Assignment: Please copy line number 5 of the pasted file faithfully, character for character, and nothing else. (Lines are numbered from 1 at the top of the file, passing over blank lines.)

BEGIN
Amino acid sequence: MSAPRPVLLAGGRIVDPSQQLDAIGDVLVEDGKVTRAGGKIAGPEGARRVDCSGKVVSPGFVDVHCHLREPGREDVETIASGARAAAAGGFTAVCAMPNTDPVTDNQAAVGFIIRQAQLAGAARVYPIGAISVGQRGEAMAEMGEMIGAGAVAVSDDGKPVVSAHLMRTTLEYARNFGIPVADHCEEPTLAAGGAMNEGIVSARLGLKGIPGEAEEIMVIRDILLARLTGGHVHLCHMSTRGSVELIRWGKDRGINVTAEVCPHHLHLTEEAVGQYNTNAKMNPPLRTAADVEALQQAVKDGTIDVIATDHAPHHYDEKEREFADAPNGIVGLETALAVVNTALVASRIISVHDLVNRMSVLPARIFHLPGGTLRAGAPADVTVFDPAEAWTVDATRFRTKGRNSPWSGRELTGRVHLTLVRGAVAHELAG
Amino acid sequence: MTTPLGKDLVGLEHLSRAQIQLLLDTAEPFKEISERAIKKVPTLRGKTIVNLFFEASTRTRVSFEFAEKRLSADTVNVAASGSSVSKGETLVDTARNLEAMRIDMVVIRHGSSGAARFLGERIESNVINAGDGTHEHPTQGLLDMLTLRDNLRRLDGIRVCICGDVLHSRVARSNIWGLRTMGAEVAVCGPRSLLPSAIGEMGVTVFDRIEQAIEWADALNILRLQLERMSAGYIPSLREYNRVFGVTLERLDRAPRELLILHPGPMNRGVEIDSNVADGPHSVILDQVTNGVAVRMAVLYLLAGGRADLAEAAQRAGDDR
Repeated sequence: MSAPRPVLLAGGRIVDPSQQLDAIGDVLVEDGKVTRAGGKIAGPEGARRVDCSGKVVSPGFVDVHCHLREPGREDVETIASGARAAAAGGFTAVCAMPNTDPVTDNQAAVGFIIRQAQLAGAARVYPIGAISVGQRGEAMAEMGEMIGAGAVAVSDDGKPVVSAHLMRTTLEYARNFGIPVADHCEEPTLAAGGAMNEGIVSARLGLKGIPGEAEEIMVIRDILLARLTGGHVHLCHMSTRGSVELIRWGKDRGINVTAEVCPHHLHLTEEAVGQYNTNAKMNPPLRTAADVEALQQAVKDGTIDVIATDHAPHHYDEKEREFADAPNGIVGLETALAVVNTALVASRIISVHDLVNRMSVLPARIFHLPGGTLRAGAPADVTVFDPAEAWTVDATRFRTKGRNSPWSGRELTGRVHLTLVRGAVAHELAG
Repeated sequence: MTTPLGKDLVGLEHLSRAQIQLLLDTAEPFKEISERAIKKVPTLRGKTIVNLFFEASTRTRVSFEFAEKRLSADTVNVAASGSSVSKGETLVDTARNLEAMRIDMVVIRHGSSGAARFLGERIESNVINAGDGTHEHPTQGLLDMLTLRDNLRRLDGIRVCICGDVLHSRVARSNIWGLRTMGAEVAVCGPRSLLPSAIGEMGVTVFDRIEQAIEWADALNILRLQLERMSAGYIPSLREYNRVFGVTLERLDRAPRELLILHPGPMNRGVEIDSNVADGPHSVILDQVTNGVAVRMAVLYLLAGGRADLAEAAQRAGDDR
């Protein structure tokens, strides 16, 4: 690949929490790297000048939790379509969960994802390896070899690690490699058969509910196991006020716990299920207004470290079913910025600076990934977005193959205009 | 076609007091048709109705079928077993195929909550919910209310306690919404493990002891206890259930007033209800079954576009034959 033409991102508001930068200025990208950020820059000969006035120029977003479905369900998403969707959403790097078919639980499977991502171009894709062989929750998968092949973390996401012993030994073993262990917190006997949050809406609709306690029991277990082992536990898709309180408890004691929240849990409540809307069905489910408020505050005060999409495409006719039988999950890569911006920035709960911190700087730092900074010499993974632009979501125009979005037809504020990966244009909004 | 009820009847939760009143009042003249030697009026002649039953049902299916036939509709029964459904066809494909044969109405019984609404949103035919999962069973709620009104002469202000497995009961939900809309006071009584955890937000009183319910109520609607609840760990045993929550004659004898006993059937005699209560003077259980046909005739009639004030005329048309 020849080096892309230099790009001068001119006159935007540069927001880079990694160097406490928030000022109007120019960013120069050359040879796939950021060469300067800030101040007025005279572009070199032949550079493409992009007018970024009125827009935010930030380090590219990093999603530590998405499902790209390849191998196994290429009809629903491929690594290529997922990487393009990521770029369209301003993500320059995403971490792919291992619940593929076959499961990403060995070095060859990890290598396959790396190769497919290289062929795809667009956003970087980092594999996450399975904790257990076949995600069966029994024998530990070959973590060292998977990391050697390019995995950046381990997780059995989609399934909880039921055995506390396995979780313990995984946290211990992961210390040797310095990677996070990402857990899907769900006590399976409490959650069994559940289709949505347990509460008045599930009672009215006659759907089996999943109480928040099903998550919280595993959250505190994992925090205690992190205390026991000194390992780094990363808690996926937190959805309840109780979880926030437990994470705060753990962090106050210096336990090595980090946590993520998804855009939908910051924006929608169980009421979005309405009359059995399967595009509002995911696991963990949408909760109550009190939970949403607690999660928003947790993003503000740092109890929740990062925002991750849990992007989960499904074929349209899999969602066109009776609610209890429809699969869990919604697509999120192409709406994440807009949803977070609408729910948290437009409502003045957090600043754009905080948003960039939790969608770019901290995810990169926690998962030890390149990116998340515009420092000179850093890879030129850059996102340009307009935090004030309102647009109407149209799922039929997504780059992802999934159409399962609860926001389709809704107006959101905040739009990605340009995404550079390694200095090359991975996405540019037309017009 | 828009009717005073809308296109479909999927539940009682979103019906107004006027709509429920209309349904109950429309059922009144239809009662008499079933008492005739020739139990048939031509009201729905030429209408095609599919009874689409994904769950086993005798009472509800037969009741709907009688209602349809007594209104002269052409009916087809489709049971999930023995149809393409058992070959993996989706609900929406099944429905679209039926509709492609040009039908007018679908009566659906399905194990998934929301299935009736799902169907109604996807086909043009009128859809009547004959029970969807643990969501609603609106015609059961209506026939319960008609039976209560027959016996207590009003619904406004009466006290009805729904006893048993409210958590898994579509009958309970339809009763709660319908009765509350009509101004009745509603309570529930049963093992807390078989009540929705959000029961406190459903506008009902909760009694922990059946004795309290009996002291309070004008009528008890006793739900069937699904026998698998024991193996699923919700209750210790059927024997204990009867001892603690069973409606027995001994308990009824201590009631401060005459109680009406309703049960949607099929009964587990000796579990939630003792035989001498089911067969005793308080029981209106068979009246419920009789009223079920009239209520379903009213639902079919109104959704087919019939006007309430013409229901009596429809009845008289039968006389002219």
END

């Protein structure tokens, strides 16, 4: 690949929490790297000048939790379509969960994802390896070899690690490699058969509910196991006020716990299920207004470290079913910025600076990934977005193959205009 | 076609007091048709109705079928077993195929909550919910209310306690919404493990002891206890259930007033209800079954576009034959 033409991102508001930068200025990208950020820059000969006035120029977003479905369900998403969707959403790097078919639980499977991502171009894709062989929750998968092949973390996401012993030994073993262990917190006997949050809406609709306690029991277990082992536990898709309180408890004691929240849990409540809307069905489910408020505050005060999409495409006719039988999950890569911006920035709960911190700087730092900074010499993974632009979501125009979005037809504020990966244009909004 | 009820009847939760009143009042003249030697009026002649039953049902299916036939509709029964459904066809494909044969109405019984609404949103035919999962069973709620009104002469202000497995009961939900809309006071009584955890937000009183319910109520609607609840760990045993929550004659004898006993059937005699209560003077259980046909005739009639004030005329048309 020849080096892309230099790009001068001119006159935007540069927001880079990694160097406490928030000022109007120019960013120069050359040879796939950021060469300067800030101040007025005279572009070199032949550079493409992009007018970024009125827009935010930030380090590219990093999603530590998405499902790209390849191998196994290429009809629903491929690594290529997922990487393009990521770029369209301003993500320059995403971490792919291992619940593929076959499961990403060995070095060859990890290598396959790396190769497919290289062929795809667009956003970087980092594999996450399975904790257990076949995600069966029994024998530990070959973590060292998977990391050697390019995995950046381990997780059995989609399934909880039921055995506390396995979780313990995984946290211990992961210390040797310095990677996070990402857990899907769900006590399976409490959650069994559940289709949505347990509460008045599930009672009215006659759907089996999943109480928040099903998550919280595993959250505190994992925090205690992190205390026991000194390992780094990363808690996926937190959805309840109780979880926030437990994470705060753990962090106050210096336990090595980090946590993520998804855009939908910051924006929608169980009421979005309405009359059995399967595009509002995911696991963990949408909760109550009190939970949403607690999660928003947790993003503000740092109890929740990062925002991750849990992007989960499904074929349209899999969602066109009776609610209890429809699969869990919604697509999120192409709406994440807009949803977070609408729910948290437009409502003045957090600043754009905080948003960039939790969608770019901290995810990169926690998962030890390149990116998340515009420092000179850093890879030129850059996102340009307009935090004030309102647009109407149209799922039929997504780059992802999934159409399962609860926001389709809704107006959101905040739009990605340009995404550079390694200095090359991975996405540019037309017009 | 828009009717005073809308296109479909999927539940009682979103019906107004006027709509429920209309349904109950429309059922009144239809009662008499079933008492005739020739139990048939031509009201729905030429209408095609599919009874689409994904769950086993005798009472509800037969009741709907009688209602349809007594209104002269052409009916087809489709049971999930023995149809393409058992070959993996989706609900929406099944429905679209039926509709492609040009039908007018679908009566659906399905194990998934929301299935009736799902169907109604996807086909043009009128859809009547004959029970969807643990969501609603609106015609059961209506026939319960008609039976209560027959016996207590009003619904406004009466006290009805729904006893048993409210958590898994579509009958309970339809009763709660319908009765509350009509101004009745509603309570529930049963093992807390078989009540929705959000029961406190459903506008009902909760009694922990059946004795309290009996002291309070004008009528008890006793739900069937699904026998698998024991193996699923919700209750210790059927024997204990009867001892603690069973409606027995001994308990009824201590009631401060005459109680009406309703049960949607099929009964587990000796579990939630003792035989001498089911067969005793308080029981209106068979009246419920009789009223079920009239209520379903009213639902079919109104959704087919019939006007309430013409229901009596429809009845008289039968006389002219």